Destructive tropical storm Eloise officially declared a national disaster

Rescue SA volunteer Connor Hartnady swims through rapids in the Blyde River during the search for the body of a man washed away in floods following storm Eloise. The body was found shortly after this photograph was taken.
Image: Alaister Russell/The Sunday Times

The government has declared tropical storm Eloise a national disaster.

The decision, in line with the Disaster Management Act, was contained in a government gazette published on Friday.

The tropical storm caused widespread destruction, mainly in the eastern parts of SA including Mpumalanga, parts of Limpopo and KwaZulu-Natal.

According to the notice, Dr Mmaphaka Tau, head of the National Disaster Management Centre, said: “After assessing the magnitude and severity of the damage in various provinces caused by strong winds and floods due to tropical storm Eloise and summer seasonal rains, and after having considered the information and recommendations received from the respective provincial disaster management centres and national sector departments in the national joint flood co-ordinating committee, hereby give notice that, in terms of section 23(1)(b) of the Disaster Management Act, 2002 (Act No. 57 of 2002), I classified the occurrence as a national disaster.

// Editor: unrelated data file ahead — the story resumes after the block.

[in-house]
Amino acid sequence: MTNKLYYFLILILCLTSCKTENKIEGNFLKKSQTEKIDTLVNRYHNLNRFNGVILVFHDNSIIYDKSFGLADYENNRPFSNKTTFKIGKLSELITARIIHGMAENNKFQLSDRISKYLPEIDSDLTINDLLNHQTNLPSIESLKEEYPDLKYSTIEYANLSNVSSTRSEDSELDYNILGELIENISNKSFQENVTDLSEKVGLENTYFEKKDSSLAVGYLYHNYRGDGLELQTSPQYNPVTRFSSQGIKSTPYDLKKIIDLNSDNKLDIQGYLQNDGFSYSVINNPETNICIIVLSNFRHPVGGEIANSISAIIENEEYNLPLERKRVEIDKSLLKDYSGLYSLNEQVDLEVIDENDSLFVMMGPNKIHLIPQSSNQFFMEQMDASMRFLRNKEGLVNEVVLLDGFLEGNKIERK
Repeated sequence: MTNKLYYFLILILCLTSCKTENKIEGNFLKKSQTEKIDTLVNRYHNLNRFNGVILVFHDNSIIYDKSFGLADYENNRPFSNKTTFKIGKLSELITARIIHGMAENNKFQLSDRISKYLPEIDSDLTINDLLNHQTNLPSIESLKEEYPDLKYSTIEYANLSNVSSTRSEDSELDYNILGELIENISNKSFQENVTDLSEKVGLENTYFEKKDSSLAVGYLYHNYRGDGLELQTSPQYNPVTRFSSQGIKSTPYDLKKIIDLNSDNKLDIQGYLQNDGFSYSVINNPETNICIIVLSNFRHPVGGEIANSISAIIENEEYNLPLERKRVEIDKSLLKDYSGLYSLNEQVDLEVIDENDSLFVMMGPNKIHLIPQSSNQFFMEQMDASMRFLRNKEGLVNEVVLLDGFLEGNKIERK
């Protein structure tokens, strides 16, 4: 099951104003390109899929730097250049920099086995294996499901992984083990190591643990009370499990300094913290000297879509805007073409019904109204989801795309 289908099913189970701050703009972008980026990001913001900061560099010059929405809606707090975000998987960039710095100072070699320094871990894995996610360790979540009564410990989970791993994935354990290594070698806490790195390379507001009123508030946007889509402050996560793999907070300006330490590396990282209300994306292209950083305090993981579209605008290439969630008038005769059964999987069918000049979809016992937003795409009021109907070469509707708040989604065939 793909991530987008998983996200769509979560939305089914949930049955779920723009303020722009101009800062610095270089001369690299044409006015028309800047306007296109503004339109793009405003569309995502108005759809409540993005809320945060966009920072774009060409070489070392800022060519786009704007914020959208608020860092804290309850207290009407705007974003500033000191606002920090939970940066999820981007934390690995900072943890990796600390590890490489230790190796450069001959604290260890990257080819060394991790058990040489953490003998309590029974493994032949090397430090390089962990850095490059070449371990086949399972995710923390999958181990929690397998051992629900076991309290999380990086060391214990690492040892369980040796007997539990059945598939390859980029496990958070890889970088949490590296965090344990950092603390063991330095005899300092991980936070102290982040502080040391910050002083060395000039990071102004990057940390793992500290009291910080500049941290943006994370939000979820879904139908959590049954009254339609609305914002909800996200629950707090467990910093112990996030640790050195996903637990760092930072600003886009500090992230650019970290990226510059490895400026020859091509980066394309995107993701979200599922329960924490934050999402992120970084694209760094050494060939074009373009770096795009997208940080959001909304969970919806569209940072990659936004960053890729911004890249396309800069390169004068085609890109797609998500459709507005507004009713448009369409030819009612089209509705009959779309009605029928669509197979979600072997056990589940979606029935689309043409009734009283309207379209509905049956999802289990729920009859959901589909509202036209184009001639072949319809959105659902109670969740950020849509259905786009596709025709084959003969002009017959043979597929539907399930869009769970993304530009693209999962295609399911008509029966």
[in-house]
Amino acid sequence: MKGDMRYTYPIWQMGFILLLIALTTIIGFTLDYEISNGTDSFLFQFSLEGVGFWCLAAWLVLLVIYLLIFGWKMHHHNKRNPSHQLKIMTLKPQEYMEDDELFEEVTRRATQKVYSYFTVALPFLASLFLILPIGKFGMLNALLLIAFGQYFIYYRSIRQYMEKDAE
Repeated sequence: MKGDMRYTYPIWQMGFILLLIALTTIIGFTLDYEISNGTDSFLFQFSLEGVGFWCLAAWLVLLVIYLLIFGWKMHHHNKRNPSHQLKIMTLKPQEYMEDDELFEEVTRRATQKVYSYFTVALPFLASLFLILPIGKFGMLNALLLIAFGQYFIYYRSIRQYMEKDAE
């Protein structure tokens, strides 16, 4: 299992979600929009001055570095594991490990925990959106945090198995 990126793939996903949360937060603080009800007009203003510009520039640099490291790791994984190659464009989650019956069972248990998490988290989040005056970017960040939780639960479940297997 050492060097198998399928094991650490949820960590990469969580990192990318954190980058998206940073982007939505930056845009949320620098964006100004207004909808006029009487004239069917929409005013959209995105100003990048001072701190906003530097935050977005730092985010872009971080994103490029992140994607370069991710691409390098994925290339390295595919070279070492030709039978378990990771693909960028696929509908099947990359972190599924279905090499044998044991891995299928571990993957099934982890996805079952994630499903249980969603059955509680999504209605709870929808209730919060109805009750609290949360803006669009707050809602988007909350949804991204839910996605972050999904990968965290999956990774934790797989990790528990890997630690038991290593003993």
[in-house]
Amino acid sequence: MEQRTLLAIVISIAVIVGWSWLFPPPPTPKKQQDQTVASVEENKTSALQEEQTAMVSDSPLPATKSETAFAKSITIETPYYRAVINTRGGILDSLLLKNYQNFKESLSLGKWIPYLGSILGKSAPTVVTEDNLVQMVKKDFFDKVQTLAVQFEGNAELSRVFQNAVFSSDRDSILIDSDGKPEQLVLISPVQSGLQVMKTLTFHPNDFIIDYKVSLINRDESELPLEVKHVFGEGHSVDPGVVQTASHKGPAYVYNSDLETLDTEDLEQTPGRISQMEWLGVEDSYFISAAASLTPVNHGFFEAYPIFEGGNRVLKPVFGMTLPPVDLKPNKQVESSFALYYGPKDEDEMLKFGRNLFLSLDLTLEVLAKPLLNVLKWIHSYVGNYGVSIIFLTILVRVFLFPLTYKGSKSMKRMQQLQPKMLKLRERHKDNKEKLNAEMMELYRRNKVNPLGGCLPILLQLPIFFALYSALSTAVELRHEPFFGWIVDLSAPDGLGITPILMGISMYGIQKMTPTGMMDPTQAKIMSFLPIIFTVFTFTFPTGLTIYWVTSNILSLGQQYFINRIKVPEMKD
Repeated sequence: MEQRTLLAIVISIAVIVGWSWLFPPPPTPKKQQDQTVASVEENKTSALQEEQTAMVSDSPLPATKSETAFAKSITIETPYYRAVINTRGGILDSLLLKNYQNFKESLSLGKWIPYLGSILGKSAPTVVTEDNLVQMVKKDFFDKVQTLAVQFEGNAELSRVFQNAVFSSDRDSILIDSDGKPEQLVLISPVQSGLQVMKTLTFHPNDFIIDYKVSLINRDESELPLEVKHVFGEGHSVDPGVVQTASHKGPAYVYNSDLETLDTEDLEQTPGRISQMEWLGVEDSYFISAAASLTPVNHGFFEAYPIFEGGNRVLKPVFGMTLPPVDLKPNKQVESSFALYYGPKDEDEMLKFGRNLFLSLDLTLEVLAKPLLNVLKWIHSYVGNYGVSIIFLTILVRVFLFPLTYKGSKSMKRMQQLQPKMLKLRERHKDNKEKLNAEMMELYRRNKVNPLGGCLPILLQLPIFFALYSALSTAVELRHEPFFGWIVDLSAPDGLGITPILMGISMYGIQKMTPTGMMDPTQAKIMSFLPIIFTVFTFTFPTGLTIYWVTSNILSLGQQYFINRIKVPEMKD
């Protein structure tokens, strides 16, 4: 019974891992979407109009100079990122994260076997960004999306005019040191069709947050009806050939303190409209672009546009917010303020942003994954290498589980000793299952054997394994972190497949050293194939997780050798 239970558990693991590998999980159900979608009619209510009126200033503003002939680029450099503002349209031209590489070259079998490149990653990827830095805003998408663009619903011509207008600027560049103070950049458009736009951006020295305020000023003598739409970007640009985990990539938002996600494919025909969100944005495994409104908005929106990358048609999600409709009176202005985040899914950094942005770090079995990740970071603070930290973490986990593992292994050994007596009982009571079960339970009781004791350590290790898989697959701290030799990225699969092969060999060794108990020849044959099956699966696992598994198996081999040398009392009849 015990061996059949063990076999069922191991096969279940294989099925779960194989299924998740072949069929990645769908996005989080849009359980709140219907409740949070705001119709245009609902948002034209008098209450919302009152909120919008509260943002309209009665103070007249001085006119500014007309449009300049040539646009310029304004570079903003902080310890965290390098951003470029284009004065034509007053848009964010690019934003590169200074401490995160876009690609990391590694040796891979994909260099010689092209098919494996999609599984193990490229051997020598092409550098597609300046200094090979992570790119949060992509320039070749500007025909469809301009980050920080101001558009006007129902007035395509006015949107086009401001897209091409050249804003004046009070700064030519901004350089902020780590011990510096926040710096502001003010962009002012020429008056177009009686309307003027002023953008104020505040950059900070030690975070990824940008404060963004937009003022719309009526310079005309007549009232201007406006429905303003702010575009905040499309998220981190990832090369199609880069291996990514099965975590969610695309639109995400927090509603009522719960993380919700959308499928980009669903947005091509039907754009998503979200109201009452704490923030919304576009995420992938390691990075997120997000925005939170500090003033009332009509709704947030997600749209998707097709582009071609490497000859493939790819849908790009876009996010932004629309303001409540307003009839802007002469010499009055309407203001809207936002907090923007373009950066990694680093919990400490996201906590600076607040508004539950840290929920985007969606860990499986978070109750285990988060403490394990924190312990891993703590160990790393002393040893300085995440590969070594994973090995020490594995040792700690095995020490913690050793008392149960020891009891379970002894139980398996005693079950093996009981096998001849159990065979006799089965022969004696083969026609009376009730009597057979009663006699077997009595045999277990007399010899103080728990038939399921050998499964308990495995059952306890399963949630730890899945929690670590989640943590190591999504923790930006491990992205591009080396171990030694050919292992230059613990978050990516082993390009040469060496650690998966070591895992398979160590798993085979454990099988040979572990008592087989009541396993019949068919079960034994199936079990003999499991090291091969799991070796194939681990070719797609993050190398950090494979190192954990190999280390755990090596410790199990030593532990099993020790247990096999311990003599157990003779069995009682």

“Emanating from the classification of this occurrence as a national disaster … the primary responsibility to co-ordinate and manage this disaster, in terms of existing legislation and contingency arrangements, is designated to the national executive.”

Tau called on “all relevant organs of state to further strengthen and support the existing structures to implement contingency arrangements and ensure that measures are put in place to enable the national executive to effectively deal with the effects of this disaster”.

Last week, the Mpumalanga government indicated it needed at least R425m to repair damage caused by heavy rains that ravaged parts of the province in the past few weeks.

More than 1,000 families in affected areas are counting the costs of the tropical storm which washed away bridges and roads, caused mudslides and ripped apart homes.

At least 13 people died.

by Suthentira Govender

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